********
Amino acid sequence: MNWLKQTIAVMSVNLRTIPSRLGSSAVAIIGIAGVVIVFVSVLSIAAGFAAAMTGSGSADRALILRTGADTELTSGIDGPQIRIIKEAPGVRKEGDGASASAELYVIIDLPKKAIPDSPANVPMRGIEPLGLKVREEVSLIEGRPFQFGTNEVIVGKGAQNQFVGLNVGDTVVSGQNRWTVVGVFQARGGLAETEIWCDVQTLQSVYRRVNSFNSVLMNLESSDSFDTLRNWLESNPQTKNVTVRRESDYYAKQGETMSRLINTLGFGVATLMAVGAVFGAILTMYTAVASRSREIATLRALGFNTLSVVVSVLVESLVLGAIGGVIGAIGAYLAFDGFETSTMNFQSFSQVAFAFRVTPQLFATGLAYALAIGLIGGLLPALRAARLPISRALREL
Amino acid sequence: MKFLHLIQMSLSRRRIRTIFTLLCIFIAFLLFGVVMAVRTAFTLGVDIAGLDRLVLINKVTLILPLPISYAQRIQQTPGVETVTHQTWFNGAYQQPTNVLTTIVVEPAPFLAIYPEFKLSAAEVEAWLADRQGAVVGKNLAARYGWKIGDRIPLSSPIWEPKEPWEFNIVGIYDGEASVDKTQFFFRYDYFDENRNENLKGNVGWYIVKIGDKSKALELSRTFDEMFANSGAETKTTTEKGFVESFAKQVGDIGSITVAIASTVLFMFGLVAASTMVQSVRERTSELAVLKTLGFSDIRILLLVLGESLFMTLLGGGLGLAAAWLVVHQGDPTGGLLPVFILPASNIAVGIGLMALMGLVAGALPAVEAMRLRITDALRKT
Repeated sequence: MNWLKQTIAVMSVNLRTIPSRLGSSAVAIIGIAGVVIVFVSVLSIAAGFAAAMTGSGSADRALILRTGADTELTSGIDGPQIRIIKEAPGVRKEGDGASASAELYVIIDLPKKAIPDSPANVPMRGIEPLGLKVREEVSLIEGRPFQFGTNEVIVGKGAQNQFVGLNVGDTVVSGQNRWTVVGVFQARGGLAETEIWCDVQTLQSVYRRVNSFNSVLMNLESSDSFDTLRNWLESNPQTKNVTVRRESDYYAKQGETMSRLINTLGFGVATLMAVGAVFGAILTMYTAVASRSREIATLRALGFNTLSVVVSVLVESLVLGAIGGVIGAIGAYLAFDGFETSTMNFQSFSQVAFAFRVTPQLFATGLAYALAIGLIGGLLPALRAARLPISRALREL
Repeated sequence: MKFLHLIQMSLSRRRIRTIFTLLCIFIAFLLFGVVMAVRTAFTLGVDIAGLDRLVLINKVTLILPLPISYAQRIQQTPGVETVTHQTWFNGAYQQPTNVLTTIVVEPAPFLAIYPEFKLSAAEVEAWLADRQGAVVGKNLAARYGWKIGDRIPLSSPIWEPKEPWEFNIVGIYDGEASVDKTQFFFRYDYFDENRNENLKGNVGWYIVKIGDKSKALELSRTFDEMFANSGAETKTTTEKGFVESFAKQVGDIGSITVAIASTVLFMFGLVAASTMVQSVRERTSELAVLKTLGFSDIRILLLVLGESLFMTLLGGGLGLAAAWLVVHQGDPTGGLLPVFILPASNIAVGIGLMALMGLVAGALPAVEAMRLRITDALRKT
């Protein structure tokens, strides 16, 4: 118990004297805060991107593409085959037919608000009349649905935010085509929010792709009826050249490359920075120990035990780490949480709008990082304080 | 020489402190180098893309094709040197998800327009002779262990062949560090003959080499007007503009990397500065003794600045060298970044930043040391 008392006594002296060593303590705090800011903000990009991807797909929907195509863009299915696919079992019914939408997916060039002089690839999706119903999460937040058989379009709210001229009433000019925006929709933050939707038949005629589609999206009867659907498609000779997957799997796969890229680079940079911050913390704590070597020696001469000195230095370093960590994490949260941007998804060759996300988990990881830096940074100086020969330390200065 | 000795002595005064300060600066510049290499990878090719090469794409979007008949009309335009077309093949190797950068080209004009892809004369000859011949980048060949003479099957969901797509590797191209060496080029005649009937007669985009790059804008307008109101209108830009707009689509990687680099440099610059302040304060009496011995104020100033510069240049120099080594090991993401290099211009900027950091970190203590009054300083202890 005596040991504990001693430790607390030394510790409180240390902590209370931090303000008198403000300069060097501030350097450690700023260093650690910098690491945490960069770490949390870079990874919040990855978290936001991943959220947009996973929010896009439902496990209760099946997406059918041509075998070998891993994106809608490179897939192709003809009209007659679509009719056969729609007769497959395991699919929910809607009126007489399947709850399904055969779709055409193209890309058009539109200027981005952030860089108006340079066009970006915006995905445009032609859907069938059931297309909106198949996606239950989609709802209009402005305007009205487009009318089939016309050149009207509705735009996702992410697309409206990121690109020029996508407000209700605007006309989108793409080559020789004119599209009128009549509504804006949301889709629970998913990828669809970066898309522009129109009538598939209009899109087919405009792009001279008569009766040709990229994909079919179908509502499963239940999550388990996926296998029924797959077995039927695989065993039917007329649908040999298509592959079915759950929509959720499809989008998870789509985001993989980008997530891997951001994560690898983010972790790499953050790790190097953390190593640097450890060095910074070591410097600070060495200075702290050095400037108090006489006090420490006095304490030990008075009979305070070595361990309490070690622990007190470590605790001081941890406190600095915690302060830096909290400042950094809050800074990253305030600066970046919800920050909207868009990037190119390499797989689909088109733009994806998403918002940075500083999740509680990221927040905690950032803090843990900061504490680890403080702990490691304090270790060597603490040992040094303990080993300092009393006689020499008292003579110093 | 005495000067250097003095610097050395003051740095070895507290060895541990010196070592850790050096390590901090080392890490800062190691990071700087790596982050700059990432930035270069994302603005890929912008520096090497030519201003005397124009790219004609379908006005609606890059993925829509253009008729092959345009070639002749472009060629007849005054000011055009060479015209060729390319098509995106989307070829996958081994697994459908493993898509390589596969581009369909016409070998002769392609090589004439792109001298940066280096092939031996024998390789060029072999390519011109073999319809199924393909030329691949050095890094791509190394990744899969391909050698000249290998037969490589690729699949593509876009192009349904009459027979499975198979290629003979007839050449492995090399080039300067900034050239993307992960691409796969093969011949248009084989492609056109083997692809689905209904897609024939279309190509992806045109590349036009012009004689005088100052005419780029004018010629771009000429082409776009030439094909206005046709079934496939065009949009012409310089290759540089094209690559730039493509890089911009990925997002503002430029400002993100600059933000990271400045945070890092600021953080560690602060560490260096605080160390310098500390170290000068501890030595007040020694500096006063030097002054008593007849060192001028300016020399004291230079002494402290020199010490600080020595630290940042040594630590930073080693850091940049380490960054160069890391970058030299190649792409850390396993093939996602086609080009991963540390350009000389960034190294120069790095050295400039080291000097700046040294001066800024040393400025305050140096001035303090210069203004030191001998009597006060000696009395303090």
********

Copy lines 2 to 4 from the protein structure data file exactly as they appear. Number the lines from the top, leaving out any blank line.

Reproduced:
Amino acid sequence: MKFLHLIQMSLSRRRIRTIFTLLCIFIAFLLFGVVMAVRTAFTLGVDIAGLDRLVLINKVTLILPLPISYAQRIQQTPGVETVTHQTWFNGAYQQPTNVLTTIVVEPAPFLAIYPEFKLSAAEVEAWLADRQGAVVGKNLAARYGWKIGDRIPLSSPIWEPKEPWEFNIVGIYDGEASVDKTQFFFRYDYFDENRNENLKGNVGWYIVKIGDKSKALELSRTFDEMFANSGAETKTTTEKGFVESFAKQVGDIGSITVAIASTVLFMFGLVAASTMVQSVRERTSELAVLKTLGFSDIRILLLVLGESLFMTLLGGGLGLAAAWLVVHQGDPTGGLLPVFILPASNIAVGIGLMALMGLVAGALPAVEAMRLRITDALRKT
Repeated sequence: MNWLKQTIAVMSVNLRTIPSRLGSSAVAIIGIAGVVIVFVSVLSIAAGFAAAMTGSGSADRALILRTGADTELTSGIDGPQIRIIKEAPGVRKEGDGASASAELYVIIDLPKKAIPDSPANVPMRGIEPLGLKVREEVSLIEGRPFQFGTNEVIVGKGAQNQFVGLNVGDTVVSGQNRWTVVGVFQARGGLAETEIWCDVQTLQSVYRRVNSFNSVLMNLESSDSFDTLRNWLESNPQTKNVTVRRESDYYAKQGETMSRLINTLGFGVATLMAVGAVFGAILTMYTAVASRSREIATLRALGFNTLSVVVSVLVESLVLGAIGGVIGAIGAYLAFDGFETSTMNFQSFSQVAFAFRVTPQLFATGLAYALAIGLIGGLLPALRAARLPISRALREL
Repeated sequence: MKFLHLIQMSLSRRRIRTIFTLLCIFIAFLLFGVVMAVRTAFTLGVDIAGLDRLVLINKVTLILPLPISYAQRIQQTPGVETVTHQTWFNGAYQQPTNVLTTIVVEPAPFLAIYPEFKLSAAEVEAWLADRQGAVVGKNLAARYGWKIGDRIPLSSPIWEPKEPWEFNIVGIYDGEASVDKTQFFFRYDYFDENRNENLKGNVGWYIVKIGDKSKALELSRTFDEMFANSGAETKTTTEKGFVESFAKQVGDIGSITVAIASTVLFMFGLVAASTMVQSVRERTSELAVLKTLGFSDIRILLLVLGESLFMTLLGGGLGLAAAWLVVHQGDPTGGLLPVFILPASNIAVGIGLMALMGLVAGALPAVEAMRLRITDALRKT